Evo Cpg Track Settings
Weizmann Evolutionary CpG Islands   (All Comparative Genomics tracks)

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Data coordinates converted via liftOver from: Mar. 2006 (NCBI36/hg18)
Data last updated at UCSC: 2011-07-25

Note: lifted from hg18


Evolutionary analysis of CpG-rich regions reveals that several distinct processes generate and maintain CpG islands. One central evolutionary regime resulting in enriched CpG content is driven by low levels of DNA methylation and consequentially low rates of deamination (C → T). Another major force forming CpG islands is biased gene conversion, which stabilizes constitutively methylated CpG islands by balancing rapid deamination with G/C fixation, indirectly increasing the CpG frequency. This track classifies contiguous CpG rich regions according to their inferred evolutionary dynamics. Analysis of different epigenetic marks (DNA methylation and others) should usually be performed separately for the different evolutionary classes.

Display Conventions

The track shows contiguous (100bp or more) genomic elements with CpG content greater than 3%, color-coded according to their classification of evolutionary dynamics. Green elements represent CpG islands that have low rates of C→T deamination and are typically unmethylated. Red elements represent CpG rich regions that gain G/C quickly and are in many cases constitutively methylated. Blue elements represent CpG rich loci that overlap exons (where stabilization of CpGs can be explained by indirect selective pressure on coding sequence). A probabilistic score for each CpG island indicates the specificity of the evolutionary behavior; positive values indicate hypo-deamination and negative values indicate high rates of G/C gain.The intensity of the CpG island classification score is also represented in the shade of the CpG island element (shades of green for hypodeaminated elements, and shades of red for constitutively methylated islands).

Note: CpG islands in chromosomes X and Y and islands that cannot be aligned to other primate genomes are currently ignored.


A parameter-rich evolutionary model was used to infer substitution dynamics over genomic bins of 50bp and clustering analysis identified two major types of genomic behaviors (as described in Mendelson Cohen, Kenigsberg and Tanay, Cell 2011). The distributions of evolutionary parameters in each cluster (Figure 3 in the paper) were used to compute a log-odds score for each 50bp genomic bin. Bins with CpG content higher than 3% (smoothed over 500bp) were then assembled into contiguous segments as follows:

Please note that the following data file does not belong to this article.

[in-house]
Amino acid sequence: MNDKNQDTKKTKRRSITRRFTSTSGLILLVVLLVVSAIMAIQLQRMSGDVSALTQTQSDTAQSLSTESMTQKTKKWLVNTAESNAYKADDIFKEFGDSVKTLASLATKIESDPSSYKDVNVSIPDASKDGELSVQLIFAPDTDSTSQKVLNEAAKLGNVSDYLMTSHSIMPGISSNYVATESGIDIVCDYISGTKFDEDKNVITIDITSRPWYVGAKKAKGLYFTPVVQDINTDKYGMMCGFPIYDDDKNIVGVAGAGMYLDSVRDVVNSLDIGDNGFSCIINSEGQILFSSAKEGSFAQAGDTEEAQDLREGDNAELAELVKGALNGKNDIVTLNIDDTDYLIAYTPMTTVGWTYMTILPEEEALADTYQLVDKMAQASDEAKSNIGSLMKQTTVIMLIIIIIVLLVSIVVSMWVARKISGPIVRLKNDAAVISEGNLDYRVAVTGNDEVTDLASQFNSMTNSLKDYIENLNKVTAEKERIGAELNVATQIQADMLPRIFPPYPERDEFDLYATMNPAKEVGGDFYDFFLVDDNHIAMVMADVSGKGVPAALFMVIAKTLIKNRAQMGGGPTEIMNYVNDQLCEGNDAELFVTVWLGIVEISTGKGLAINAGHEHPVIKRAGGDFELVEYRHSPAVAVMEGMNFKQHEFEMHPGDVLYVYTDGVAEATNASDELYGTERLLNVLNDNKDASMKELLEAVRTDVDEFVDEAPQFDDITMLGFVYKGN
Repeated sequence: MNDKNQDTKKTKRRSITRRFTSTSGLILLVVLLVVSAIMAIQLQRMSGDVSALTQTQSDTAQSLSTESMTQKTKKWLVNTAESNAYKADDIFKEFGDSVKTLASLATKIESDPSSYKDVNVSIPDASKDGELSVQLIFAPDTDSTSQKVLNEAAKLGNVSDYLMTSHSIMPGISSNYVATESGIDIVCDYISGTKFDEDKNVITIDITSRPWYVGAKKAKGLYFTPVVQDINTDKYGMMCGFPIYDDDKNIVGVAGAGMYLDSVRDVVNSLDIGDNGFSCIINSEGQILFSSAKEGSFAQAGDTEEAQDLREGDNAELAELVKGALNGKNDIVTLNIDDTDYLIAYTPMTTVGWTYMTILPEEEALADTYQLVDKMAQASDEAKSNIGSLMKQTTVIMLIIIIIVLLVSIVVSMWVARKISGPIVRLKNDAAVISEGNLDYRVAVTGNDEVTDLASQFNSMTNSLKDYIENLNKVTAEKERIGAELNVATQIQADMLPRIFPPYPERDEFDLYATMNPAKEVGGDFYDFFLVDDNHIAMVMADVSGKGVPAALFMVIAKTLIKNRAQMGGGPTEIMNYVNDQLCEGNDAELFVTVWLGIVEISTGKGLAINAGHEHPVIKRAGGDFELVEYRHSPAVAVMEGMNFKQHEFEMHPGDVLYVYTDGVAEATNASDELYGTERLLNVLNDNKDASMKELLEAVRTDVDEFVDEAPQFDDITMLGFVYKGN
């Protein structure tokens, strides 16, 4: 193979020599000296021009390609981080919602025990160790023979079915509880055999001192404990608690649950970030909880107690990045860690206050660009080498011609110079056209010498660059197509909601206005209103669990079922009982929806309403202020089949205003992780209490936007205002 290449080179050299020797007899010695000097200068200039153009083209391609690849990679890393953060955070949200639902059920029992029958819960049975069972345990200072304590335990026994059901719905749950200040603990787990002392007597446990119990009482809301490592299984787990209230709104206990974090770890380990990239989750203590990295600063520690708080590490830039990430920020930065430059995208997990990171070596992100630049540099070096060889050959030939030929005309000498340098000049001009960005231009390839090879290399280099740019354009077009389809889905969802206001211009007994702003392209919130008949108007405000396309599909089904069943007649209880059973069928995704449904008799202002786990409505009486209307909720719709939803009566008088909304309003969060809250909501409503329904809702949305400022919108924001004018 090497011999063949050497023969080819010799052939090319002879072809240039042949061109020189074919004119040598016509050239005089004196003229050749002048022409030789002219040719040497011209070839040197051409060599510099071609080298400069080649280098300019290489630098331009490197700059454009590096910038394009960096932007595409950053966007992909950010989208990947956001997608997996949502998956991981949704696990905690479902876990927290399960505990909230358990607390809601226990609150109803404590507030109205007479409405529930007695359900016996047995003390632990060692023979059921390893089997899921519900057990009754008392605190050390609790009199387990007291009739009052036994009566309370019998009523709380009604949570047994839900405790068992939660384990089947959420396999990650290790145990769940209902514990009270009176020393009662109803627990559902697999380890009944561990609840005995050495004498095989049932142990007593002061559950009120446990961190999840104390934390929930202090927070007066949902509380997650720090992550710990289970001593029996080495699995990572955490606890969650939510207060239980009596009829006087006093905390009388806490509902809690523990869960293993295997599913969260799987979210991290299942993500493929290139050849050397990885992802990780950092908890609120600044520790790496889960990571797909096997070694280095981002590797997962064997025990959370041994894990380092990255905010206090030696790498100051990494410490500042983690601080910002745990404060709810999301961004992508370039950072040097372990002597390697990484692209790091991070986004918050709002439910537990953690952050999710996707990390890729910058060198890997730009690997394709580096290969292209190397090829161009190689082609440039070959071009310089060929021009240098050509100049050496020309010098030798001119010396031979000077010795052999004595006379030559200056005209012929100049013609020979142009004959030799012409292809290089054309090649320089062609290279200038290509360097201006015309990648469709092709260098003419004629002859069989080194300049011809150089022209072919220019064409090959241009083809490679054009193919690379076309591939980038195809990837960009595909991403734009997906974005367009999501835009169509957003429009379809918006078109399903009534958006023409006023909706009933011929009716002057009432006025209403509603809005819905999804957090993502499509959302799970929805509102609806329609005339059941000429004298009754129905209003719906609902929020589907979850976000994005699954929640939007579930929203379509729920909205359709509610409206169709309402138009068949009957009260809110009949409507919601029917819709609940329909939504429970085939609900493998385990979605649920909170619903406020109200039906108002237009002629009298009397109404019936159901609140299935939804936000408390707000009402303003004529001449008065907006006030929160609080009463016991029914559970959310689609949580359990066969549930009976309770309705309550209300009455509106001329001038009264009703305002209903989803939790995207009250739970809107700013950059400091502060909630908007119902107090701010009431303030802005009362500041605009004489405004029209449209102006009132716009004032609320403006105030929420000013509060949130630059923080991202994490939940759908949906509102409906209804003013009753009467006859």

1. Adjacent bins from the same cluster were merged.
  2. Ambiguously classified bins were merged with any adjacent non-ambiguous bins.
  3. Bins of the same class with gaps of up to 50bp were merged. Short intervals (<200bp) at a distance less than 100bp were also merged.
  4. Intervals shorter than 100bp were discarded.
  5. All merged intervals were reclassified according to the mean log-odds score spanning the entire interval.
The Evo CpG data of hg18 was lifted to hg19 by Weizmann Institute of Science.

The raw inferred evolutionary statistics and cluster distributions are available upon request (amos.tanay@weizmann.ac.il)


Thanks to Amos Tanay's lab at the Weizmann Institute of Science for the evolutionary model and classification scheme.


Cohen NM, Kenigsberg E, Tanay A. Primate CpG islands are maintained by heterogeneous evolutionary regimes involving minimal selection. Cell. 2011 May 27;145(5):773-86. PMID: 21620139